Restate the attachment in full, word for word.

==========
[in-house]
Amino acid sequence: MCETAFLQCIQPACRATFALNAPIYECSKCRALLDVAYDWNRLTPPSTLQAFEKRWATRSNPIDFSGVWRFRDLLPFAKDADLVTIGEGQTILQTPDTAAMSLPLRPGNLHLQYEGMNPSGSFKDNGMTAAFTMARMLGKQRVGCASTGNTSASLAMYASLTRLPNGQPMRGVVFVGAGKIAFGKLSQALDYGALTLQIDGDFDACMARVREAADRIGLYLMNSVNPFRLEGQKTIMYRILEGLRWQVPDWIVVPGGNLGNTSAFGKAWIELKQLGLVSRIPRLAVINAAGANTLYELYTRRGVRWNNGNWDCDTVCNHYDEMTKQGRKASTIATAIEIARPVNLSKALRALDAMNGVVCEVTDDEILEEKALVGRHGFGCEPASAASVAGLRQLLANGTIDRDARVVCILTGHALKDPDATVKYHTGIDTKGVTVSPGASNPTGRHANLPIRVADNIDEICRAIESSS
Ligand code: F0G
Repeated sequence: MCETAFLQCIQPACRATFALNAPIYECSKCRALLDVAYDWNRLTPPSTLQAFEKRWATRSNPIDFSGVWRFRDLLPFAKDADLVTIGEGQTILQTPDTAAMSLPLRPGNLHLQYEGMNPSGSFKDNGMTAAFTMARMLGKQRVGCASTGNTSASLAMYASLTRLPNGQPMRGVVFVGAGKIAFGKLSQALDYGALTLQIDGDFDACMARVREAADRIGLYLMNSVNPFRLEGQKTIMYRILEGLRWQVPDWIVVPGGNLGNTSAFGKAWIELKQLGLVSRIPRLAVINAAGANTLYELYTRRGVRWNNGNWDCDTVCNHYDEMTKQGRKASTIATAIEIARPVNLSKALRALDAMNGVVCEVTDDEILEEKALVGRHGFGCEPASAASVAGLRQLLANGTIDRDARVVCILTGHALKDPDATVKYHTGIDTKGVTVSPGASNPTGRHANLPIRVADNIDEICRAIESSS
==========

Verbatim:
[in-house]
Amino acid sequence: MCETAFLQCIQPACRATFALNAPIYECSKCRALLDVAYDWNRLTPPSTLQAFEKRWATRSNPIDFSGVWRFRDLLPFAKDADLVTIGEGQTILQTPDTAAMSLPLRPGNLHLQYEGMNPSGSFKDNGMTAAFTMARMLGKQRVGCASTGNTSASLAMYASLTRLPNGQPMRGVVFVGAGKIAFGKLSQALDYGALTLQIDGDFDACMARVREAADRIGLYLMNSVNPFRLEGQKTIMYRILEGLRWQVPDWIVVPGGNLGNTSAFGKAWIELKQLGLVSRIPRLAVINAAGANTLYELYTRRGVRWNNGNWDCDTVCNHYDEMTKQGRKASTIATAIEIARPVNLSKALRALDAMNGVVCEVTDDEILEEKALVGRHGFGCEPASAASVAGLRQLLANGTIDRDARVVCILTGHALKDPDATVKYHTGIDTKGVTVSPGASNPTGRHANLPIRVADNIDEICRAIESSS
Ligand code: F0G
Repeated sequence: MCETAFLQCIQPACRATFALNAPIYECSKCRALLDVAYDWNRLTPPSTLQAFEKRWATRSNPIDFSGVWRFRDLLPFAKDADLVTIGEGQTILQTPDTAAMSLPLRPGNLHLQYEGMNPSGSFKDNGMTAAFTMARMLGKQRVGCASTGNTSASLAMYASLTRLPNGQPMRGVVFVGAGKIAFGKLSQALDYGALTLQIDGDFDACMARVREAADRIGLYLMNSVNPFRLEGQKTIMYRILEGLRWQVPDWIVVPGGNLGNTSAFGKAWIELKQLGLVSRIPRLAVINAAGANTLYELYTRRGVRWNNGNWDCDTVCNHYDEMTKQGRKASTIATAIEIARPVNLSKALRALDAMNGVVCEVTDDEILEEKALVGRHGFGCEPASAASVAGLRQLLANGTIDRDARVVCILTGHALKDPDATVKYHTGIDTKGVTVSPGASNPTGRHANLPIRVADNIDEICRAIESSS